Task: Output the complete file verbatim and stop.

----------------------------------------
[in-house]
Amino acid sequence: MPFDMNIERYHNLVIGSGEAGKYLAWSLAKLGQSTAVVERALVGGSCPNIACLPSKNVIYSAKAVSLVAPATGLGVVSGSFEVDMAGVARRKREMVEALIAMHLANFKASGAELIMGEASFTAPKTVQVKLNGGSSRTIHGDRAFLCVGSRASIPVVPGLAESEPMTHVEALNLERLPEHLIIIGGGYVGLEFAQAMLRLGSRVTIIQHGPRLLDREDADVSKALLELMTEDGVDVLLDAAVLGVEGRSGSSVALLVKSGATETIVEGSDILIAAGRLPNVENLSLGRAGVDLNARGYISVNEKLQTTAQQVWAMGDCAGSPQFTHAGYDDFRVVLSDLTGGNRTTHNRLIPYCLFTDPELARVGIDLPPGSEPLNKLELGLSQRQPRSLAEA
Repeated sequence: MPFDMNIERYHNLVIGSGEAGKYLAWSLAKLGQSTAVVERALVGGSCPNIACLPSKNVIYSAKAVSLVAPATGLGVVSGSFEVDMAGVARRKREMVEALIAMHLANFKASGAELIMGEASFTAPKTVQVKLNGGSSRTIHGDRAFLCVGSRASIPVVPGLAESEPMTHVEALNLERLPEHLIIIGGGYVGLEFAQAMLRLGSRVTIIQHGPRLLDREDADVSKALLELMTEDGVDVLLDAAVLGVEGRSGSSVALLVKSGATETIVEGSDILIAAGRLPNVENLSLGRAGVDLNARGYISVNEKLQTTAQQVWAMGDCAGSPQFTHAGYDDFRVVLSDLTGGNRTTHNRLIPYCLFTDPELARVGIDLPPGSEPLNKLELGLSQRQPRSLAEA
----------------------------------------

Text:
[in-house]
Amino acid sequence: MPFDMNIERYHNLVIGSGEAGKYLAWSLAKLGQSTAVVERALVGGSCPNIACLPSKNVIYSAKAVSLVAPATGLGVVSGSFEVDMAGVARRKREMVEALIAMHLANFKASGAELIMGEASFTAPKTVQVKLNGGSSRTIHGDRAFLCVGSRASIPVVPGLAESEPMTHVEALNLERLPEHLIIIGGGYVGLEFAQAMLRLGSRVTIIQHGPRLLDREDADVSKALLELMTEDGVDVLLDAAVLGVEGRSGSSVALLVKSGATETIVEGSDILIAAGRLPNVENLSLGRAGVDLNARGYISVNEKLQTTAQQVWAMGDCAGSPQFTHAGYDDFRVVLSDLTGGNRTTHNRLIPYCLFTDPELARVGIDLPPGSEPLNKLELGLSQRQPRSLAEA
Repeated sequence: MPFDMNIERYHNLVIGSGEAGKYLAWSLAKLGQSTAVVERALVGGSCPNIACLPSKNVIYSAKAVSLVAPATGLGVVSGSFEVDMAGVARRKREMVEALIAMHLANFKASGAELIMGEASFTAPKTVQVKLNGGSSRTIHGDRAFLCVGSRASIPVVPGLAESEPMTHVEALNLERLPEHLIIIGGGYVGLEFAQAMLRLGSRVTIIQHGPRLLDREDADVSKALLELMTEDGVDVLLDAAVLGVEGRSGSSVALLVKSGATETIVEGSDILIAAGRLPNVENLSLGRAGVDLNARGYISVNEKLQTTAQQVWAMGDCAGSPQFTHAGYDDFRVVLSDLTGGNRTTHNRLIPYCLFTDPELARVGIDLPPGSEPLNKLELGLSQRQPRSLAEA